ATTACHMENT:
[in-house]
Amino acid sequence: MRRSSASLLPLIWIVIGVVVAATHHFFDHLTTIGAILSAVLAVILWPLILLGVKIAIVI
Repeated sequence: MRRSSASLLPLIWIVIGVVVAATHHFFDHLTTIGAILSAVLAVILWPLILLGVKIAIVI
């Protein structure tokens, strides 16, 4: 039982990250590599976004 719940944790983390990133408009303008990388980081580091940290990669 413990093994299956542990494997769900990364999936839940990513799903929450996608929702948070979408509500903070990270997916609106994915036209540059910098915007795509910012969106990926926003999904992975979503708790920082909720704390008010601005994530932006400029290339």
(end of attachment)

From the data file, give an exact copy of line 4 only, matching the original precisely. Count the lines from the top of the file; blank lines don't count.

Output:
């Protein structure tokens, strides 16, 4: 039982990250590599976004 719940944790983390990133408009303008990388980081580091940290990669 413990093994299956542990494997769900990364999936839940990513799903929450996608929702948070979408509500903070990270997916609106994915036209540059910098915007795509910012969106990926926003999904992975979503708790920082909720704390008010601005994530932006400029290339």